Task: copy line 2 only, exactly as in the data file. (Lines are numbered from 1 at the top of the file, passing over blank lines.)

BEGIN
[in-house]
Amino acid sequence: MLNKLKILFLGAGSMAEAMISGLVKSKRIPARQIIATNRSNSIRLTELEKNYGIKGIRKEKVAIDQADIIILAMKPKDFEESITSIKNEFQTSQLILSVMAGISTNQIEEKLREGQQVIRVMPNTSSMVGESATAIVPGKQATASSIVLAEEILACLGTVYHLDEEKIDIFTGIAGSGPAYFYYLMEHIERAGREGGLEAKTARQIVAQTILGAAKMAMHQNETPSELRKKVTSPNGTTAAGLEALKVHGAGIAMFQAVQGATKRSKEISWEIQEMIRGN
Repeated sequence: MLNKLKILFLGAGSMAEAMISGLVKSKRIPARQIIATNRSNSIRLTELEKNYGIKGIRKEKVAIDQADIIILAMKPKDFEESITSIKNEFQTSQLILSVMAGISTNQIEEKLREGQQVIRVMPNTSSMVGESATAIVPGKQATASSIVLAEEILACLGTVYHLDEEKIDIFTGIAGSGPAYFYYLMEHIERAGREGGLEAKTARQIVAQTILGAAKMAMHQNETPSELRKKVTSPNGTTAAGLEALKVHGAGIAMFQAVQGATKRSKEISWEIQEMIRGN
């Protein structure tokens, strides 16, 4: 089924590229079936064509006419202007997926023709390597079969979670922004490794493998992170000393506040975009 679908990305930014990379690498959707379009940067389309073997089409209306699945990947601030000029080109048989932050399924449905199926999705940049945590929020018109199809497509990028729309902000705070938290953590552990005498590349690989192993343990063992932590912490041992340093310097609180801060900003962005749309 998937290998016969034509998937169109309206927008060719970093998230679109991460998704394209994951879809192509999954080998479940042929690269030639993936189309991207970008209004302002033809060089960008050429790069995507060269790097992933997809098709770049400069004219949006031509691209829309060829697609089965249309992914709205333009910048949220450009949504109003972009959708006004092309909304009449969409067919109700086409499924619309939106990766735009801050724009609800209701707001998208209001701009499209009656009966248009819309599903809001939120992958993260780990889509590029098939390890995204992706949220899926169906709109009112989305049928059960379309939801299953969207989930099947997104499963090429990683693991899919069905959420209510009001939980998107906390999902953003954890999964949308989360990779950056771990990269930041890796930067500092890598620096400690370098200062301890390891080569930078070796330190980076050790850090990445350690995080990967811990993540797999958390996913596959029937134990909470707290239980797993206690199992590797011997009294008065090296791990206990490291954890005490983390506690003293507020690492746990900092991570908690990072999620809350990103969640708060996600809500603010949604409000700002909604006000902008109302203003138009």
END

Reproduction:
Amino acid sequence: MLNKLKILFLGAGSMAEAMISGLVKSKRIPARQIIATNRSNSIRLTELEKNYGIKGIRKEKVAIDQADIIILAMKPKDFEESITSIKNEFQTSQLILSVMAGISTNQIEEKLREGQQVIRVMPNTSSMVGESATAIVPGKQATASSIVLAEEILACLGTVYHLDEEKIDIFTGIAGSGPAYFYYLMEHIERAGREGGLEAKTARQIVAQTILGAAKMAMHQNETPSELRKKVTSPNGTTAAGLEALKVHGAGIAMFQAVQGATKRSKEISWEIQEMIRGN